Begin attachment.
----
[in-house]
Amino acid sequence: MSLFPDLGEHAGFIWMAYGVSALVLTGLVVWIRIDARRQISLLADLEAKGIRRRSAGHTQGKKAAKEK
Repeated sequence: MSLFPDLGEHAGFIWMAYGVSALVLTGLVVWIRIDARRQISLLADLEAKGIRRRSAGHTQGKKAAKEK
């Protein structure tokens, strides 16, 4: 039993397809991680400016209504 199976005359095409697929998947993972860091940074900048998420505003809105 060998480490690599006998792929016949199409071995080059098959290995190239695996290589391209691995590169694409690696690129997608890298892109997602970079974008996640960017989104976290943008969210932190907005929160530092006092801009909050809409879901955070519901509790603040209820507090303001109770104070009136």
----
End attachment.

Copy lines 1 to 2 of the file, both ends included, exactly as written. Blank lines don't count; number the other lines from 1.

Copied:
[in-house]
Amino acid sequence: MSLFPDLGEHAGFIWMAYGVSALVLTGLVVWIRIDARRQISLLADLEAKGIRRRSAGHTQGKKAAKEK